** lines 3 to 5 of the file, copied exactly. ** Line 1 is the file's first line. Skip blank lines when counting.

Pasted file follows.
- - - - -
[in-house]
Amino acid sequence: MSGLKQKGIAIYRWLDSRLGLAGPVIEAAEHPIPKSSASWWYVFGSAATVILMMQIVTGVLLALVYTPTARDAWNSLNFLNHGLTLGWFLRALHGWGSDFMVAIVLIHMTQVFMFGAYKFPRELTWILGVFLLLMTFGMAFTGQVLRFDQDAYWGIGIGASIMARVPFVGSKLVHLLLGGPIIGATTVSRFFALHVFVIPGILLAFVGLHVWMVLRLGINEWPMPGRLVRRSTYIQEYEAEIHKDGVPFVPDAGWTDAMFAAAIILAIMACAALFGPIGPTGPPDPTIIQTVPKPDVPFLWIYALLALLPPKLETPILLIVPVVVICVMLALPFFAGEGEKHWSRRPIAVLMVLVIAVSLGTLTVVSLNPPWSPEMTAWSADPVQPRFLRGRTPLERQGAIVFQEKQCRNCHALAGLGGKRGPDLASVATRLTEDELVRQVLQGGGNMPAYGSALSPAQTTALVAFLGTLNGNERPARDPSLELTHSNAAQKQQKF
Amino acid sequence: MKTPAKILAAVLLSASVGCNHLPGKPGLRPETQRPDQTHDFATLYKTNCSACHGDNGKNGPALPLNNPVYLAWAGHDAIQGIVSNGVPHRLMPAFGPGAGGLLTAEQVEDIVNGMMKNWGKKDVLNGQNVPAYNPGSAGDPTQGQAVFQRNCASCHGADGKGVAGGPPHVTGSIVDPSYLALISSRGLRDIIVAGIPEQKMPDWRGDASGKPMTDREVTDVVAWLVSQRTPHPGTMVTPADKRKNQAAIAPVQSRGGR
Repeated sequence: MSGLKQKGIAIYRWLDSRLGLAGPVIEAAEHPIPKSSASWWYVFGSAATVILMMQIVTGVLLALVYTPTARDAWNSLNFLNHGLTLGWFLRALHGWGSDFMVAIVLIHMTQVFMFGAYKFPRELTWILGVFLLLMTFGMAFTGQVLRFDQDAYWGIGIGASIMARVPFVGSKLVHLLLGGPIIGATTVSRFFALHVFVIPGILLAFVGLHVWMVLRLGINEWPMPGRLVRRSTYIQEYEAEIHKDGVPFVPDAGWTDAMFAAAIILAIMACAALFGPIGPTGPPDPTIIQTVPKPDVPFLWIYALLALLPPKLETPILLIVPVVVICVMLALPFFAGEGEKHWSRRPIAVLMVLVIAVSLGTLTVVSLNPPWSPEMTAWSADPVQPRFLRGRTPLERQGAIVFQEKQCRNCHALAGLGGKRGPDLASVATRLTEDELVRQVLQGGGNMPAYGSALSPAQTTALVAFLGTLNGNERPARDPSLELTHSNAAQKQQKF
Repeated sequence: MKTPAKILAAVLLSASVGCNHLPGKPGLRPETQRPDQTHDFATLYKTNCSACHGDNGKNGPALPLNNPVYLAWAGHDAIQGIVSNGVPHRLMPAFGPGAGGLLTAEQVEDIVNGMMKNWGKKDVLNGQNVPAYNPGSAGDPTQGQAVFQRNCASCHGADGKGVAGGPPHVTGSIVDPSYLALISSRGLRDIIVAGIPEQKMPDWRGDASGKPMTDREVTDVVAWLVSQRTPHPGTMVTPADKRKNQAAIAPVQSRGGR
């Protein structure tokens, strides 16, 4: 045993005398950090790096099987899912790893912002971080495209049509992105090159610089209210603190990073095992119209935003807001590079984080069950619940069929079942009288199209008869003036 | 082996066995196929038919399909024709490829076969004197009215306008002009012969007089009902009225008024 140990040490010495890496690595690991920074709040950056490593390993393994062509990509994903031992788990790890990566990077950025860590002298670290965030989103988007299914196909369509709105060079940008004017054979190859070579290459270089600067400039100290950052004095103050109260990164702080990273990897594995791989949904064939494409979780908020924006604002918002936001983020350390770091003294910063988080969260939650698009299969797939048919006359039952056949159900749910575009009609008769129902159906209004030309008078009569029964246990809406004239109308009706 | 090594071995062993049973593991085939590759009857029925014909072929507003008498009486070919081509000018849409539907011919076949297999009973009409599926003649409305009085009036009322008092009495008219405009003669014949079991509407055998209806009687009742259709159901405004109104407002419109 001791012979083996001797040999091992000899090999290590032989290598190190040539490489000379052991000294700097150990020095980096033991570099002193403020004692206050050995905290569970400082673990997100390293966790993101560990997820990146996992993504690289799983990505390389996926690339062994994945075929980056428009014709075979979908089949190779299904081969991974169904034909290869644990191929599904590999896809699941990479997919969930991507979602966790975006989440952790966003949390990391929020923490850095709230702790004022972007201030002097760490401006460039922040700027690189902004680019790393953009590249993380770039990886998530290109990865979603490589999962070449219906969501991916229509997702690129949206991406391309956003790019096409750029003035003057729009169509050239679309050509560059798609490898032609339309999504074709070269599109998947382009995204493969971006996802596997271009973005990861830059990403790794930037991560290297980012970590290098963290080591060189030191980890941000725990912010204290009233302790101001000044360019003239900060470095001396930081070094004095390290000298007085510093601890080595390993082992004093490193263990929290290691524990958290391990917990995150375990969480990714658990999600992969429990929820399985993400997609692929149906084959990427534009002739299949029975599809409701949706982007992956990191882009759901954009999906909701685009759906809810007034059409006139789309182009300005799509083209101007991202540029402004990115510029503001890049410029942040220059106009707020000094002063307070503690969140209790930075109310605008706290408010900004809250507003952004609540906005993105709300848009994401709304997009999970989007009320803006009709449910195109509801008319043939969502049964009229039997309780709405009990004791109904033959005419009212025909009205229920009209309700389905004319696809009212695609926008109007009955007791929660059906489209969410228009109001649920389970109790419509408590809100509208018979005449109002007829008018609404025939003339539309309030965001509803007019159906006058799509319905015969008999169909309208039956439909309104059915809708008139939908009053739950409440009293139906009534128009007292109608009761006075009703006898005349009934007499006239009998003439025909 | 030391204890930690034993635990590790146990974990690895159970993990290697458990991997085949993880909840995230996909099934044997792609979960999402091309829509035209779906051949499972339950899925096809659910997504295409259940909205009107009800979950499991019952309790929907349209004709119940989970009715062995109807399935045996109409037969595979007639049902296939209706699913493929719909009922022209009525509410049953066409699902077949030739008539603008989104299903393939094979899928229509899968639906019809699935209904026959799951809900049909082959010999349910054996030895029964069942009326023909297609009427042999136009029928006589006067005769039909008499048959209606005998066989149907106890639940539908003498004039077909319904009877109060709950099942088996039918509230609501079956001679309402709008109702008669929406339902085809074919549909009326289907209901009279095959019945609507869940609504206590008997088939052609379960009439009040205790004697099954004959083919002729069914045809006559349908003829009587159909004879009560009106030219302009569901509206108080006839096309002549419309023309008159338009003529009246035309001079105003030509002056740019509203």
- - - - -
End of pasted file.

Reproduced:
Amino acid sequence: MKTPAKILAAVLLSASVGCNHLPGKPGLRPETQRPDQTHDFATLYKTNCSACHGDNGKNGPALPLNNPVYLAWAGHDAIQGIVSNGVPHRLMPAFGPGAGGLLTAEQVEDIVNGMMKNWGKKDVLNGQNVPAYNPGSAGDPTQGQAVFQRNCASCHGADGKGVAGGPPHVTGSIVDPSYLALISSRGLRDIIVAGIPEQKMPDWRGDASGKPMTDREVTDVVAWLVSQRTPHPGTMVTPADKRKNQAAIAPVQSRGGR
Repeated sequence: MSGLKQKGIAIYRWLDSRLGLAGPVIEAAEHPIPKSSASWWYVFGSAATVILMMQIVTGVLLALVYTPTARDAWNSLNFLNHGLTLGWFLRALHGWGSDFMVAIVLIHMTQVFMFGAYKFPRELTWILGVFLLLMTFGMAFTGQVLRFDQDAYWGIGIGASIMARVPFVGSKLVHLLLGGPIIGATTVSRFFALHVFVIPGILLAFVGLHVWMVLRLGINEWPMPGRLVRRSTYIQEYEAEIHKDGVPFVPDAGWTDAMFAAAIILAIMACAALFGPIGPTGPPDPTIIQTVPKPDVPFLWIYALLALLPPKLETPILLIVPVVVICVMLALPFFAGEGEKHWSRRPIAVLMVLVIAVSLGTLTVVSLNPPWSPEMTAWSADPVQPRFLRGRTPLERQGAIVFQEKQCRNCHALAGLGGKRGPDLASVATRLTEDELVRQVLQGGGNMPAYGSALSPAQTTALVAFLGTLNGNERPARDPSLELTHSNAAQKQQKF
Repeated sequence: MKTPAKILAAVLLSASVGCNHLPGKPGLRPETQRPDQTHDFATLYKTNCSACHGDNGKNGPALPLNNPVYLAWAGHDAIQGIVSNGVPHRLMPAFGPGAGGLLTAEQVEDIVNGMMKNWGKKDVLNGQNVPAYNPGSAGDPTQGQAVFQRNCASCHGADGKGVAGGPPHVTGSIVDPSYLALISSRGLRDIIVAGIPEQKMPDWRGDASGKPMTDREVTDVVAWLVSQRTPHPGTMVTPADKRKNQAAIAPVQSRGGR